Should critique be a felony?
In this general issue, contributors demonstrate how hard it is to execute a law-breaking scholarly project. Queer arts practices, retooled archives, ambiguous playacting, collages that come out of pickled brains, so-called limbic measures, investigation into how national shame is engineered, ambiguity, indecisiveness, candid and parodic claims, composites and imaginary types, all these are the things for erudite critics, inventors, and readers. The articles here show critics burrowing into interstitial worlds, digging out implicit command structures, provoking ways to disarm those banal powers holding in place what is unrelenting, malicious, tiresome cruelty.
Jan Christian Bernabe’s essay, “Queer Reconfigurations: Bontoc Eulogy and Marlon Fuentes’s Archive Imperative,” takes the reader into a counterhistory of an imaginary historical figure, Markod, who appears and disappears [End Page 723] in a counterarchival film Fuentes created using US imperial archival images. The essay is complex. Bernabe illuminates the notion of queerness in political arts, coming up with a transportable notion of the queer composite strategy. As an insight into how colonial stereotypes operate the queer composite body of the imaginary grandfather, Markod is shown to be an end product. Kinetic and composite, as Bernabe puts it, Fuentes’s film, and he himself as actor in the film, transforms his own singular brown body into the position of native as, acting the native, he demonstrates how that abstraction—native—got compiled and fixed in the first instance. Bernabe’s scholarship references many items familiar in this genealogy of the nativization of racial imperial subjects: the World’s Fair, the eugenic anthropologists, American foreign-policy mandates, and forced migration. However, in his hands, each takes on a queer tone as Fuentes’s film reinvigorates singular bodies and “marks them as disruptive bodies to the colonial order.”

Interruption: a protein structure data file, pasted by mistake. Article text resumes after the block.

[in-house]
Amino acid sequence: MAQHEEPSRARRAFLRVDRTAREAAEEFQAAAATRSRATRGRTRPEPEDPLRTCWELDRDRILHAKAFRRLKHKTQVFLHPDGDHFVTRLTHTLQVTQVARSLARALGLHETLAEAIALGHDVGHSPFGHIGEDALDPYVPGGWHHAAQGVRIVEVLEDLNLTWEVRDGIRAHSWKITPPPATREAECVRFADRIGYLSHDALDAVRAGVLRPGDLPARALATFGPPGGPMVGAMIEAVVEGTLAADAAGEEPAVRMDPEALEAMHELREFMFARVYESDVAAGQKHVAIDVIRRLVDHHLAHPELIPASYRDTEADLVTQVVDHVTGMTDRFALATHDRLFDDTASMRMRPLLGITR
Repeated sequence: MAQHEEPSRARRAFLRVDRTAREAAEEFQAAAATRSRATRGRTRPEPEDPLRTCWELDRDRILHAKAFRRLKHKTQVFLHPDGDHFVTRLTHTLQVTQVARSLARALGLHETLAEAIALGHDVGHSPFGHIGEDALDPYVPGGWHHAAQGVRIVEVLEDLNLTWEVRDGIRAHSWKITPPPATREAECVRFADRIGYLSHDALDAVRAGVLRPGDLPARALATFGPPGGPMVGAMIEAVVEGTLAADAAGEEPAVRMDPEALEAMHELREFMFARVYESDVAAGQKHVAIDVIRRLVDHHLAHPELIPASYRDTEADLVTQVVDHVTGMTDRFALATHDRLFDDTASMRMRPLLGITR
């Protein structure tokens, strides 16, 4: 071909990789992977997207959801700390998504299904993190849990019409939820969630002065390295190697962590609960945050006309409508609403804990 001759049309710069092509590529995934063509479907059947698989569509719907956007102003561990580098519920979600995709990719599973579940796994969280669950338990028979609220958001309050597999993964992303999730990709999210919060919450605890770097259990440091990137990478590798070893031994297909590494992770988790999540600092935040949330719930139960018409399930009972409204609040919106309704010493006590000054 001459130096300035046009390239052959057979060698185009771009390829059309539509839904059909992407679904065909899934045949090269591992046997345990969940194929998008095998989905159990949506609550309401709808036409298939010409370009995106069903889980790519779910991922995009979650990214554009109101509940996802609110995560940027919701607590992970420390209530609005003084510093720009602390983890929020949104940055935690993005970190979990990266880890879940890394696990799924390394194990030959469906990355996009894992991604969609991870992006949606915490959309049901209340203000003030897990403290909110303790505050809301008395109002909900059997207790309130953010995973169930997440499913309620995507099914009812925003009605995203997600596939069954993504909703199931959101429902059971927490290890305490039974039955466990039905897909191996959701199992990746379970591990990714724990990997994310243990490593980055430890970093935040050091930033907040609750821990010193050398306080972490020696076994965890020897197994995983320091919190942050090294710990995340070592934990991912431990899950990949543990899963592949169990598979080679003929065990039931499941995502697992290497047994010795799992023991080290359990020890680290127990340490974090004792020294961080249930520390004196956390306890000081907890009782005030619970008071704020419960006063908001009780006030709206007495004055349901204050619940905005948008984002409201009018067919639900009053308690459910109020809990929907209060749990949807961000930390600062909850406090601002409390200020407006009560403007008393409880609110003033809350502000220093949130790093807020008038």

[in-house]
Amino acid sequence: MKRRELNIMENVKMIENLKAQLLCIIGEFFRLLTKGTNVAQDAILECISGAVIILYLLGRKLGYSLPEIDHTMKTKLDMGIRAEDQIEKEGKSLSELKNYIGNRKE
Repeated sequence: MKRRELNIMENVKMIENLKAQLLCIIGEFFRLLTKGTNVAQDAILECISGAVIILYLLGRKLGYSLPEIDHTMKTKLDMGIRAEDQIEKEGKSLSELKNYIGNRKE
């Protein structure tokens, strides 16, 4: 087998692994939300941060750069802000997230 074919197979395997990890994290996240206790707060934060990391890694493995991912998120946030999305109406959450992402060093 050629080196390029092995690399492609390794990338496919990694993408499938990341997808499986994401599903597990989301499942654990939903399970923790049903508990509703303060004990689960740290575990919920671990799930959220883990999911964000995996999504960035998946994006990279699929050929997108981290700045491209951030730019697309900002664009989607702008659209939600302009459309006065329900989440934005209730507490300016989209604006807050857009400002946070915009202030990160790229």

Readers get the full Monty critique of ethnology in Inhye Kang’s “Visual Technologies of Imperial Anthropology: Tsuboi Shōgorō and Multiethnic Japanese Empire.” Providing a counterargument to tired clichés about how all selves are dependent on another, Kang argues instead that the practice of photographing alleged racial ethnic differences was a foundational element in Japanese state anthropology. In the first case, Tsuboi’s pioneering anthropological philosophy took shape around visual data so that definition and seclusion of “racial ethnic difference” depended on accruing and compositing pictorial stereotypes. In the second, the graphic representations of these alleged races or ethnicities reinforced Tsuboi’s hallmark argument that the Japanese empire’s strength was its capacity to assimilate difference into itself. Strength and legitimacy of Japanese imperialism was credited to its multistoried social structure built up of optics, statistically anticipatable racial differences, the conceit of typicality and the specimen, and the scientistic measures of classification, taxonomy, and comparison. The ultimate result of Tsuboi’s thesis, assimilation of difference, was to privilege an all-seeing eye, Japan, to continuously monitor the nation’s capacity to sustain its empire. Outing Tsuboi’s grotesque and influential philosophy is a felonious assault on the national myth.
In their seriously comical essay, “Readymade Mao: Impersonation and Affective Relations,” Nicholas de Villiers and Yongan Wu focus on the [End Page 724] filmmaker Zhang Bingjian’s documentary Readymade. The film analyzes two famous Mao Zedong impersonators, one male and one female, and the critics use Zhang’s work to meditate on the contemporary Mao-signified. (Those of the Cultural Revolution generation may read this essay with delighted chagrin.) The core arguments are that Zhang Bingjian captures in Mao impersonation the transformation of Chairman Mao into commercial entertainment. Even as commodified performances, “Maos” have a capacity to elicit feelings in viewers, including cathartic emotions. Turning attention onto the pedestrian lives of the impersonators, Zhang shows how Mao impersonators live normal yet not normative lives in ordinary towns and villages. Back end and front end, the actors, Villiers and Wu argue, seem readymade in a moment of performance, and yet they are only sublime the way ducks appear in water: actors chaotically paddle in the turmoil of their queerly normal lives, to achieve the spectral Mao’s characteristically sublime calmness. Then Villiers and Wu turn on US-rooted scholarly dogma about “queer performativity.” Their essay suggests that inside the presumptive...